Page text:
Bonnie Milligan on Her Character’s Confidence – And How She’s Embraced Her Own
The first song Bonnie Milligan sings in “Head Over Heels” is “Beautiful,” one of The Go-Go’s impossibly catchy hits that populate the score of this modern Elizabethan romp. Milligan plays Princess Pamela, the heir to the kingdom of Arcadia, and as she sings, “Beautiful Is all I see when I look at me,” hoards of suitors vie for her heart as if she’s the Renaissance Bachelorette.
There is no note in the script describing what the princess’s appearance — simply that she is the most beautiful woman in the land. When New York Times critic Ben Brantley called Milligan’s casting “provocative,” Milligan tweeted: “I dream of a world filled with love and respect and inclusion…with correct pronouns and ‘provocatively cast’ women “trampling” stereotypes.”
“In a lot of scripts, it’s like they have to explain your existence — whether it be a fat joke or something else; there has to be something to qualify why you’re there,” Milligan says. “This is actually just a plus-sized woman — and not written that way — but I’m a plus-sized woman. I get to stand there and be called the picture of beauty and just love myself and say, ‘I’m amazing. I’m sorry you’re not.’ It’s so delicious and exciting and something that I didn’t think I would ever get to do.”
Jeff Whitty, who conceived the show and wrote the book, saw Milligan in a show off Broadway at the Flea Theatre and asked her to be a part of the first New York City reading four years ago, and Milligan has been with the show ever since, from its production at the Oregon Shakespeare Company to the out-of-town tryout at Curran in San Francisco to now making her Broadway debut at the Hudson Theatre, where the musical is playing.
We caught up with Milligan to talk about what it’s like to be on Broadway, working with music icons The Go-Go’s, and smashing sterotypes.
What do you admire about Pamela?
I really admire about her is her kind of unabashed self-love, especially as a plus-sized woman in a world that kind of tells you you’re not the picture of beauty. I’ll get a lot of, “Oh, you have great hair” or “You’ve got a great smile.” There’s usually a qualifier to say I’m pretty. There are days I struggle with my confidence, and I love that she doesn’t.
Do you try to take her confidence with you offstage?
I try to. It’s not lost on me that I get to stand on zero on a Broadway stage and belt out about my beauty. That’s unbelievable, and I do try to hold on to that and think that’s something I always tried to hold on to when I was younger and I just kept being told, “You’re going to work when you’re 40.” So many people were trying to save my heart saying, “I love you, but it’s not going to be easy. And maybe you need to lose weight or maybe there’s just not that many roles.” I always just told myself, even on days when it was hard to believe, that what was different about me was what was going to make me special, that someone will want that and someone will want me, and to just try to bring as much of me to it as I could.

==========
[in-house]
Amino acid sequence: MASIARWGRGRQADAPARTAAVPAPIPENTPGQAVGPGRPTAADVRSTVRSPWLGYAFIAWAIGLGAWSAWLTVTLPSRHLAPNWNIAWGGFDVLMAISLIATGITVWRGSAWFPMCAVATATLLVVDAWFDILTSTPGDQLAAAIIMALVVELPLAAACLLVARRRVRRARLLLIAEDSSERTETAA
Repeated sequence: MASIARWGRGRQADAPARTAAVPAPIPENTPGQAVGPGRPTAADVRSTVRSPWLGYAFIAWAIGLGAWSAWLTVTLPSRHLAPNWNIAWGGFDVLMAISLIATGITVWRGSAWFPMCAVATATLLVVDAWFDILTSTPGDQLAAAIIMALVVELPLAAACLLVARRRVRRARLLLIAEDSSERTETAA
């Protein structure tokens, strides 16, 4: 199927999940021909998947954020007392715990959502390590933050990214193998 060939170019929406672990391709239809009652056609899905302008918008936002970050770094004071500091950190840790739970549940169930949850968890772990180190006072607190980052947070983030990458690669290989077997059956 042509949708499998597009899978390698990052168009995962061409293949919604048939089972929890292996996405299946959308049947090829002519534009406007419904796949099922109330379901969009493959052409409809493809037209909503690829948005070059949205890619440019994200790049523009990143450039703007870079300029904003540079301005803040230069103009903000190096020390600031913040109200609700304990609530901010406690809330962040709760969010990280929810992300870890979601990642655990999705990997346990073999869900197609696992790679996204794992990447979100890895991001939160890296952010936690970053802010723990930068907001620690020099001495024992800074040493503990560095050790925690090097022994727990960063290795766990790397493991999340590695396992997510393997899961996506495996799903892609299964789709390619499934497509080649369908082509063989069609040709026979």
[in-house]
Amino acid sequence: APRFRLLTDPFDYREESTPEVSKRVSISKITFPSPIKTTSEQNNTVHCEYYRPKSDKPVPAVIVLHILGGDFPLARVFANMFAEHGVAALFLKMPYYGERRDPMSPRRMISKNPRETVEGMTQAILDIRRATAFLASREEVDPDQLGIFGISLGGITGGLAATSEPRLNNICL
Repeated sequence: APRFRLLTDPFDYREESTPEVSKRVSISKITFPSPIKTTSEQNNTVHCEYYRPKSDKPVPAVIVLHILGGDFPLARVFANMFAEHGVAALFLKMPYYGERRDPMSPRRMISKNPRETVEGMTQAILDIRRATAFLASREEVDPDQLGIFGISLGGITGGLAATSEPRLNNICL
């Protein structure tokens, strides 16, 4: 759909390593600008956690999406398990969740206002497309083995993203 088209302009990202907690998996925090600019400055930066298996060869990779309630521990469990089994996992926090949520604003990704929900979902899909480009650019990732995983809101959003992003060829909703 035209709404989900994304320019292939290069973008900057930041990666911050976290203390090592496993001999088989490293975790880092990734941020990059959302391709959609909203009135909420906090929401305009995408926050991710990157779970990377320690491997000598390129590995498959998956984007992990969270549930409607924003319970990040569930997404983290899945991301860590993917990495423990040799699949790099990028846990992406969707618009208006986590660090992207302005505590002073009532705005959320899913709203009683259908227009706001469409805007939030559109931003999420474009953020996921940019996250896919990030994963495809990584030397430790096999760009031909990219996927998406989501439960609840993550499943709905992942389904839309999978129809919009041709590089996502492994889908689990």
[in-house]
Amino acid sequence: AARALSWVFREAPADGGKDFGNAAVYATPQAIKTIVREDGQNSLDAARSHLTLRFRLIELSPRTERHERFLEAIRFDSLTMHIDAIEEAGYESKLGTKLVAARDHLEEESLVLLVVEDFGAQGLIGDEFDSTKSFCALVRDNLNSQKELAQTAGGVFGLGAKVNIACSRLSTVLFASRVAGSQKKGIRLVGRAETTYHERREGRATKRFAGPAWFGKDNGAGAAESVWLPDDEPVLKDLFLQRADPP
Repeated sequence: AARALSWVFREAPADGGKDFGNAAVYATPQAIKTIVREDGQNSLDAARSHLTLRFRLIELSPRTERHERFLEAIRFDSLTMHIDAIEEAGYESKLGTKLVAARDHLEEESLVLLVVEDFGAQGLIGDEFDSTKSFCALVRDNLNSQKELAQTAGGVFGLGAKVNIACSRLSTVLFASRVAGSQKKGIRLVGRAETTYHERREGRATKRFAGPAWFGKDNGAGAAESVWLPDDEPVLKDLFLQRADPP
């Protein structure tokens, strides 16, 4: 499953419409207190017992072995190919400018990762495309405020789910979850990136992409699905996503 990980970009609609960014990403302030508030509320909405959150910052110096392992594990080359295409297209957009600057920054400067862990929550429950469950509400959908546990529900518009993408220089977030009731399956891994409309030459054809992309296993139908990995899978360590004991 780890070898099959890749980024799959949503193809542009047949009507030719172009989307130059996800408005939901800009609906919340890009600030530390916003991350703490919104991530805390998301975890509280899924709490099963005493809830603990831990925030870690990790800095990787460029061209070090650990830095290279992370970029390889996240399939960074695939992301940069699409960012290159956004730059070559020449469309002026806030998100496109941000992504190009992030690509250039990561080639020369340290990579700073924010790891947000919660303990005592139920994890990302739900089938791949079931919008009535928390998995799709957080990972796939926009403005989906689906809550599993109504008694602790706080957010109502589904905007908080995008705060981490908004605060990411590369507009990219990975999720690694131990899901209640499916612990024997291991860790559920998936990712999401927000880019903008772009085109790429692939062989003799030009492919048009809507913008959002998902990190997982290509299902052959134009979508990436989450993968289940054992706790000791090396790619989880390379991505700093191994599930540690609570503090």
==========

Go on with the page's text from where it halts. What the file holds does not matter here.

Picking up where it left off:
Do you think Pamela has big dick energy?
Oh, for sure! Yeah. But Mopsa is definitely in charge. Mopsa definitely is the top. Pamela definitely has the BDE as well as at the end.
What was it like working with The Go-Go’s?
They’re the coolest. They’re rock stars. Sometimes you forget because they’re so kind and so complimentary. They’re so kind and love what we bring to it, and they’re excited about the project.
When we were in San Francisco, especially Jane [Wiedlin], she saw the show so many times, and she has the best laugh. On the days that you don’t know she’s there, I could always hear her laugh. And I would just kind of perk up and be like, “Jane’s here today!”
How do you hope this show changes the landscape for other performers on Broadway?
What especially strikes me is the young, maybe a little chubby girls that I’ve talked to or have messaged me that have said, “You don’t understand what it means. I’m just told I can only be Tracy Turnblatt in ‘Hairspray,’ and I want to do so much more. And the fact that you’re doing this, I’m hoping is changing things.” And I hope it changes things. It means something to so many people who’ve never felt represented in this way. Again, we’re always made a joke, and we don’t have to be. We’re humans. We exist in the world. It’s okay.
What do you hope audience members take away from the show?
It’s crazy that it’s 2018 and it’s so revolutionary, but I’ve seen the people, how revolutionary it feels for them, and I know how it feels for me. I’m excited to have the opportunity to just be a voice for anybody that has never fit into a box to say, “Just try it out. It works here, and it could work elsewhere.” My biggest hope is that, beyond a size thing, that people come see the show and feel just whole and accepted in a way that maybe they don’t feel accepted at home or in other ways. We provide a little bit of fairy tale escapism and say that maybe the world can be better, and we can dream of a better tomorrow.